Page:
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To bridge the gap between premium seats and scalper's prices, concert venues have dramatically raised prices for premium seats. They have not however adjusted the cheap seats accordingly. Most concert seats are not even close to acceptable in terms of sound quality. Big screens have made most seats able
to view the action but sound systems and acoustics have lagged far behind. I have paid $50 to sit in the top rows of auditoriums where $10 would have been too much to pay. The solution might be to move the ticket sales to an Internet bidding process. Seats would be assigned a minimum and maximum value. The front 20 rows might start at $50 and go as high as $300 or more. Averaging this out with the cheap seats would bring their price range down to say $5-$20. At any time you can offer the maximum and lock in your seats. Instead of 4 tiers of pricing you might end up with hundreds of different prices. This might also eliminate the frantic calling sessions when tickets go on sale. Everyone would place their bids and then the seats would be assigned. If too many people wanted too few seats it would go into a lottery mode.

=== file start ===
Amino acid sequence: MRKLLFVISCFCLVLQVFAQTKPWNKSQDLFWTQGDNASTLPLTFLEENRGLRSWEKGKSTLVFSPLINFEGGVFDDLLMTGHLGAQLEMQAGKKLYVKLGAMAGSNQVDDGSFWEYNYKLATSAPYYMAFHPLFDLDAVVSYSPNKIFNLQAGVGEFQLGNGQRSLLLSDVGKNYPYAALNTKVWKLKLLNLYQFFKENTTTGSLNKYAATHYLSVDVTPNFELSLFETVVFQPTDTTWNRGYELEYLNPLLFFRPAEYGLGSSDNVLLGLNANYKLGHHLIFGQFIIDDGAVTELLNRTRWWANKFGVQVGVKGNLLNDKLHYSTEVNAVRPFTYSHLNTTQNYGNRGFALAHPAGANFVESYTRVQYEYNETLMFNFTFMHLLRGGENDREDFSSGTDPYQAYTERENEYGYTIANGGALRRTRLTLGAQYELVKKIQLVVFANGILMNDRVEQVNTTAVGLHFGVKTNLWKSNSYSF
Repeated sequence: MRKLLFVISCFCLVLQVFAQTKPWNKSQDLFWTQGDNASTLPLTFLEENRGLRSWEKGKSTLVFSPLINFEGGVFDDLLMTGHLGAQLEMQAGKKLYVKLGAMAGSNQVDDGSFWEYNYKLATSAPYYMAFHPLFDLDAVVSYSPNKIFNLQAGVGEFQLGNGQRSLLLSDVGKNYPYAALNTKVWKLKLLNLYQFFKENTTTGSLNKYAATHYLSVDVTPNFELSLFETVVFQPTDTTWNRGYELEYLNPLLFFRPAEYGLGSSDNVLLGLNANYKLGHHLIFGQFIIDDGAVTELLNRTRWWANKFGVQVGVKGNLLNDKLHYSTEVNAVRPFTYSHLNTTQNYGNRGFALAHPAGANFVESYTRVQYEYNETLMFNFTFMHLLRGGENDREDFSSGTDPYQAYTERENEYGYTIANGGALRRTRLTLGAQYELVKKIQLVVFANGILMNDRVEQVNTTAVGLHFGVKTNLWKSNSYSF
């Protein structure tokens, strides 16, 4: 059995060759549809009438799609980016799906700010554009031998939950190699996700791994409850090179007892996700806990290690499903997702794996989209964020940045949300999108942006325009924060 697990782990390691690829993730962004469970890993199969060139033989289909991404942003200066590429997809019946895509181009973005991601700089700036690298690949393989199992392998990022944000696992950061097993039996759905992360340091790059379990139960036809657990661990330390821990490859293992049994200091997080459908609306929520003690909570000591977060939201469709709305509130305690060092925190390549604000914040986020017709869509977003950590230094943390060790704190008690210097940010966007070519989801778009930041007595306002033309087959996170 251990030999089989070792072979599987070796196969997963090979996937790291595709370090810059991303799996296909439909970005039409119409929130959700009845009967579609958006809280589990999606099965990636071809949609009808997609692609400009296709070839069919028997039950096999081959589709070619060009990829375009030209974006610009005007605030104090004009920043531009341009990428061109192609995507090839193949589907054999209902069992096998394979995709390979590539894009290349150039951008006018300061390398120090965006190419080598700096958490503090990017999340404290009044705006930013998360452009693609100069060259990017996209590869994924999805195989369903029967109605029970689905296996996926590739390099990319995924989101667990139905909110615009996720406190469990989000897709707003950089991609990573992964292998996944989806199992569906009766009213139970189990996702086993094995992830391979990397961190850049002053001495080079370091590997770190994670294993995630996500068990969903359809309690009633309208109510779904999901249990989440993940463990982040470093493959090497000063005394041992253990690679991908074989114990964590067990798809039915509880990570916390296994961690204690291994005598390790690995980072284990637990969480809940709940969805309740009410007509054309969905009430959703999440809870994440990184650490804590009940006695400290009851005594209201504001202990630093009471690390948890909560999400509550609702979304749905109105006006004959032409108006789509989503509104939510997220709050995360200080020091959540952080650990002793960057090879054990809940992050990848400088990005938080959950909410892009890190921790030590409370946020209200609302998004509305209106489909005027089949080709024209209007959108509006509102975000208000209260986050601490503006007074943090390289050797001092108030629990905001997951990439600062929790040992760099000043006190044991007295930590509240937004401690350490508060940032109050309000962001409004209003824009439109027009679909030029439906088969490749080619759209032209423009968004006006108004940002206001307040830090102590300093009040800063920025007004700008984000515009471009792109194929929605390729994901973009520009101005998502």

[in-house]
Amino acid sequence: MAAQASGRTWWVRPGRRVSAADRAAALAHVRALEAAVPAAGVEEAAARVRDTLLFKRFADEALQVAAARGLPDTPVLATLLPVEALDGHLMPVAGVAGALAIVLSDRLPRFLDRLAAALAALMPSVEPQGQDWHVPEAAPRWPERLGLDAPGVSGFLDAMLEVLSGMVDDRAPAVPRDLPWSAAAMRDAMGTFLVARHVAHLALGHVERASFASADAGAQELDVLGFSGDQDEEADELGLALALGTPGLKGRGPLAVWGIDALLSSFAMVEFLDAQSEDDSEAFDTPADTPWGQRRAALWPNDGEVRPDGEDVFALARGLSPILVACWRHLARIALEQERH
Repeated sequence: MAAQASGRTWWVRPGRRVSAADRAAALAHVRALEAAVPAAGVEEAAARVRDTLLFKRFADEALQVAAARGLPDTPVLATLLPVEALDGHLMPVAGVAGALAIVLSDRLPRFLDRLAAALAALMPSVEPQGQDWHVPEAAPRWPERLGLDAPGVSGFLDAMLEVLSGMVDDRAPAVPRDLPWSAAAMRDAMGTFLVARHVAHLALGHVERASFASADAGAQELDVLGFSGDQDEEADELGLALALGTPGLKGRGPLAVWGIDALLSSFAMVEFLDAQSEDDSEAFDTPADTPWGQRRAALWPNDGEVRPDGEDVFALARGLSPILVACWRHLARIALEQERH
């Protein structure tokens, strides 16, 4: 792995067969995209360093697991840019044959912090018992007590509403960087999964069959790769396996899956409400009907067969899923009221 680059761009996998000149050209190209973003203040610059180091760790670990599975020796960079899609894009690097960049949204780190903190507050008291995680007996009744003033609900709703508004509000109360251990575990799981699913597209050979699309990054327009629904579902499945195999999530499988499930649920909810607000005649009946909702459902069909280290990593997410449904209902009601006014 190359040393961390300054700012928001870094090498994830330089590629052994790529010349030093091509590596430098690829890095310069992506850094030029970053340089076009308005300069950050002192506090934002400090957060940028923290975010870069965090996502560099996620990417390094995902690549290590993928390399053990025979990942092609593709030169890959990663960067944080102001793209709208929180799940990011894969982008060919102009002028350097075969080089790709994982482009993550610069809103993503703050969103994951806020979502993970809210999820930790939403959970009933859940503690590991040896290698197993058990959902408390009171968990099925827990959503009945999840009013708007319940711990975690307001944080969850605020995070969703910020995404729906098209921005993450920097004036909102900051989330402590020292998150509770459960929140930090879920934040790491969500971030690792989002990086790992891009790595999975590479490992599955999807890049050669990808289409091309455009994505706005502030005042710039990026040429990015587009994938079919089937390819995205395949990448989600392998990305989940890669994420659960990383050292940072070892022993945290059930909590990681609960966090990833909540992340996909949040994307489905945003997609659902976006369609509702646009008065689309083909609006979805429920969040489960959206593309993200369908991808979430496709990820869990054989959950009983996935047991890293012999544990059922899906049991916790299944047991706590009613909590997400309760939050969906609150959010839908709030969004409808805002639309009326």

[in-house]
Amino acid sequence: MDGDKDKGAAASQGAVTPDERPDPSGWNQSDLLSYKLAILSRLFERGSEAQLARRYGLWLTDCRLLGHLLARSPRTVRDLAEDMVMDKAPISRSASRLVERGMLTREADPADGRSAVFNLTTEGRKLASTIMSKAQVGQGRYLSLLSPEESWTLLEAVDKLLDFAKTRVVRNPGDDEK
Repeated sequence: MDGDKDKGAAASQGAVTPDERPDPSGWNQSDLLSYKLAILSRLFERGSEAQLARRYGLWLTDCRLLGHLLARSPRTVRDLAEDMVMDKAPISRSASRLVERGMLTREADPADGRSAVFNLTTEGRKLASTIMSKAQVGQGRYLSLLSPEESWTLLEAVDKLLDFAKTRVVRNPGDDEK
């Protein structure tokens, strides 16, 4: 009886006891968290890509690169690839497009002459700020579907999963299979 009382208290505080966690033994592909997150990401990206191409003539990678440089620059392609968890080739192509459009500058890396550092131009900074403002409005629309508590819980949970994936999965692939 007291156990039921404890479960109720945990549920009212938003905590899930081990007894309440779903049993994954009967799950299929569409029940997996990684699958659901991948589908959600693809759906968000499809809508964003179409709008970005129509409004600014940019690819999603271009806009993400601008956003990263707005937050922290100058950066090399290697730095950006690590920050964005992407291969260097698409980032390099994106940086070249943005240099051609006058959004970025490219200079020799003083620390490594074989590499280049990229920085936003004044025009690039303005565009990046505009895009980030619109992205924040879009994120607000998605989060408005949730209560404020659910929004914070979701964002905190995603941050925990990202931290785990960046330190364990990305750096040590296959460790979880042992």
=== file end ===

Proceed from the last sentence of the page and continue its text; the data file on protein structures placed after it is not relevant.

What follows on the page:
||This kind of thing was also a "big idea" during the internet investment boom.
||I went to the DMB site. Not much there except they ask for $30 to join fellow devotees that have the right to first dibs on concert tix. Not my idea at all and seems like a rip.